'This is a great pleasure trip to me, though mingled with hard work. The scenery up here is grand at times. The snow looks as if you could almost touch it, and yet it is warm. I am feeling fine.'
        A postscript announced the arrival of the Dawson City at Dutch Harbor, on the 29th instant." (Alameda Daily Argus)

  • October 5, 1898: "News has been received here in a letter from the Yukon that Joseph A. Leonard was seriously hurt on the steamer Dawson City at a point near Nulato. He got his left foot caught under the crank of the engine and it was badly crushed.

  • October 20, 1898: "Joseph A. Leonard, Commodore of the Encinal Club of Alameda, returned on the Roanoke. He is slowly recovering from an accident which came near costing him his life. August 26th he fell and caught his left foot beneath the crankshaft of the California Alaska Dredging Company's Yukon steamer Dawson City, frightfully crushing the member. For days he could get neither surgical nor medical relief, and it was feared death would result from blood poisoning. Leonard says it would but for the attention of Dr. Manion, who happened along and gave him every possible attention. Returning from St. Michael, Leonard was attended by Dr. Humphrey of San Francisco, who thinks his patient will in time fully recover the use of his foot." (The Examiner)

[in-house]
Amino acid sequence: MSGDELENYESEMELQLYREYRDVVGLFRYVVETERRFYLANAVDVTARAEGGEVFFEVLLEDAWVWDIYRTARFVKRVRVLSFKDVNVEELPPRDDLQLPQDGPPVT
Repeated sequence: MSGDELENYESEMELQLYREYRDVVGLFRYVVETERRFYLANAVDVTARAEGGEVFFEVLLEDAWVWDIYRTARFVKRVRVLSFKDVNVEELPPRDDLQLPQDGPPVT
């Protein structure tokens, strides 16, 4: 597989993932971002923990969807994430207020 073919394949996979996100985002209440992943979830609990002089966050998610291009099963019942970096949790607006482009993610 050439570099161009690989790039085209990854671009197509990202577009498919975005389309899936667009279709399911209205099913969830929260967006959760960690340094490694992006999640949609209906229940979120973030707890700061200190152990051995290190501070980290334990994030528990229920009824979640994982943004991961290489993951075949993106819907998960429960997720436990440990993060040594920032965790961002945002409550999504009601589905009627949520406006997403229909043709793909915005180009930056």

• October 24, 1898: "Joseph A. Leonard is expected to arrive to-day from Seattle. Mrs. Leonard received a telegram from her husband last week that he would arrive to-day at San Francisco, but has heard nothing further regarding his condition. A report in a newspaper dispatch was to the effect that Mr. Leonard had been taken off the Umatilla at Seattle and cared for in the hospital there. His right foot which was so badly mashed in the machinery of the steamer Dawson City on the Yukon, had not had as careful treatment as could have been desired owing to his remote situation.
        Mrs. Leonard said on Saturday that she feared her husband would have to lose his foot and that they were keeping the truth from her.
        Mr. Leonard will be accompanied down by his physician, Dr. Manion, and Dr. J. G. Humphrey of this city, who came down to care for the injured man on his journey.
        There was a very disquieting rumor here to-day in regard to Mr. Leonard, but [t could not be connected with any authentic source." (Alameda Daily Argus)

  • October 25, 1898: the Alameda Daily Argus published a lengthy interview with Joseph Leonard about his injury and the status of the expedition - read it here.

  • November 1, 1898: an article in the Alameda Daily Argus discusses the "absurd report" that the Dawson City has been wrecked - read it here.